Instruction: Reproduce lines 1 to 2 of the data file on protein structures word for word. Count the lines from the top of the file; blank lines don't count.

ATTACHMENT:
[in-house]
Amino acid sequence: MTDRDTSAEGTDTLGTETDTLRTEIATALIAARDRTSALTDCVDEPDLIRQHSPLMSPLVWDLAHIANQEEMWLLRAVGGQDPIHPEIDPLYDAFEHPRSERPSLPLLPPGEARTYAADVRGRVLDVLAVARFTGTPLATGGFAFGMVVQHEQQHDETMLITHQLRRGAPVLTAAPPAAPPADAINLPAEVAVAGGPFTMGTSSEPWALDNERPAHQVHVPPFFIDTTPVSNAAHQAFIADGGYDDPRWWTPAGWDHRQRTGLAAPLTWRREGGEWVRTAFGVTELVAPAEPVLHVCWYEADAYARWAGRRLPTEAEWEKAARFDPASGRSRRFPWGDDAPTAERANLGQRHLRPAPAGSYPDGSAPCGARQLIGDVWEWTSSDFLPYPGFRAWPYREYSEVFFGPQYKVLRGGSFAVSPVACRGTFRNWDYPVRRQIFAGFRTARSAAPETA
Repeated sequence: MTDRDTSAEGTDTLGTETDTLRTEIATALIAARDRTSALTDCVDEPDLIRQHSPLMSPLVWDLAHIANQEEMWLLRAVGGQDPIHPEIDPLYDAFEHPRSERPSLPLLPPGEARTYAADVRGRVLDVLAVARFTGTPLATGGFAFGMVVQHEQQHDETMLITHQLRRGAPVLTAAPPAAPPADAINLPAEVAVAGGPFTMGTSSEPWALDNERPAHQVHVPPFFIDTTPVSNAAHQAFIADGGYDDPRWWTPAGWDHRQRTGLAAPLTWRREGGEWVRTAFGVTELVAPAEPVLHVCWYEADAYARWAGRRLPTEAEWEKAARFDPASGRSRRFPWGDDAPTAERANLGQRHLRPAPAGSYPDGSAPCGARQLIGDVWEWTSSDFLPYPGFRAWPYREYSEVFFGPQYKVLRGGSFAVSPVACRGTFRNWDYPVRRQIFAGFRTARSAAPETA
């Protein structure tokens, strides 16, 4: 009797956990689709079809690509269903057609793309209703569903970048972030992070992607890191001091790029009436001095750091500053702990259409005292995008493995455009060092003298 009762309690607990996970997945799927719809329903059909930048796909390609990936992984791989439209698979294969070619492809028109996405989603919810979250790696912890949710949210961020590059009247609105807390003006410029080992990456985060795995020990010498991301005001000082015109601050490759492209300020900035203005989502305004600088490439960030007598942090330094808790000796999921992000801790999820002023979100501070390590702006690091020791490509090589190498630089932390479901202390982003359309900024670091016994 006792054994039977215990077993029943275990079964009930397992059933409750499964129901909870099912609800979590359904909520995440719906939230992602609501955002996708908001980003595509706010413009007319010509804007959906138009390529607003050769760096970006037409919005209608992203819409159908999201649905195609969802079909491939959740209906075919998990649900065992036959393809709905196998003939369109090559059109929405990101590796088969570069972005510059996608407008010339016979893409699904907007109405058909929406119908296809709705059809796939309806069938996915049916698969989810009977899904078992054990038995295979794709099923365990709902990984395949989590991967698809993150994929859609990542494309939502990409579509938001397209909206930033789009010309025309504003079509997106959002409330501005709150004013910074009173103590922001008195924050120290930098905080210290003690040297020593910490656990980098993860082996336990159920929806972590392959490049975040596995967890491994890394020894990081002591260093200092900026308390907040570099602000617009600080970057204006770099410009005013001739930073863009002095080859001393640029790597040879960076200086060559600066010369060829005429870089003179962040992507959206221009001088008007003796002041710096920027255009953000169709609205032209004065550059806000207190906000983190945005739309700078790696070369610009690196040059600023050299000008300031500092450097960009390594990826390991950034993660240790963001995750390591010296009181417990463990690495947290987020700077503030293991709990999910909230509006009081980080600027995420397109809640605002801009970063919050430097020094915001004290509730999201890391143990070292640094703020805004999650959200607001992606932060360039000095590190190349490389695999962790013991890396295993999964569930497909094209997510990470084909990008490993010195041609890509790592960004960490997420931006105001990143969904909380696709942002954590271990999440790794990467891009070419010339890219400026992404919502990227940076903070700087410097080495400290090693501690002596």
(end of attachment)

[in-house]
Amino acid sequence: MTDRDTSAEGTDTLGTETDTLRTEIATALIAARDRTSALTDCVDEPDLIRQHSPLMSPLVWDLAHIANQEEMWLLRAVGGQDPIHPEIDPLYDAFEHPRSERPSLPLLPPGEARTYAADVRGRVLDVLAVARFTGTPLATGGFAFGMVVQHEQQHDETMLITHQLRRGAPVLTAAPPAAPPADAINLPAEVAVAGGPFTMGTSSEPWALDNERPAHQVHVPPFFIDTTPVSNAAHQAFIADGGYDDPRWWTPAGWDHRQRTGLAAPLTWRREGGEWVRTAFGVTELVAPAEPVLHVCWYEADAYARWAGRRLPTEAEWEKAARFDPASGRSRRFPWGDDAPTAERANLGQRHLRPAPAGSYPDGSAPCGARQLIGDVWEWTSSDFLPYPGFRAWPYREYSEVFFGPQYKVLRGGSFAVSPVACRGTFRNWDYPVRRQIFAGFRTARSAAPETA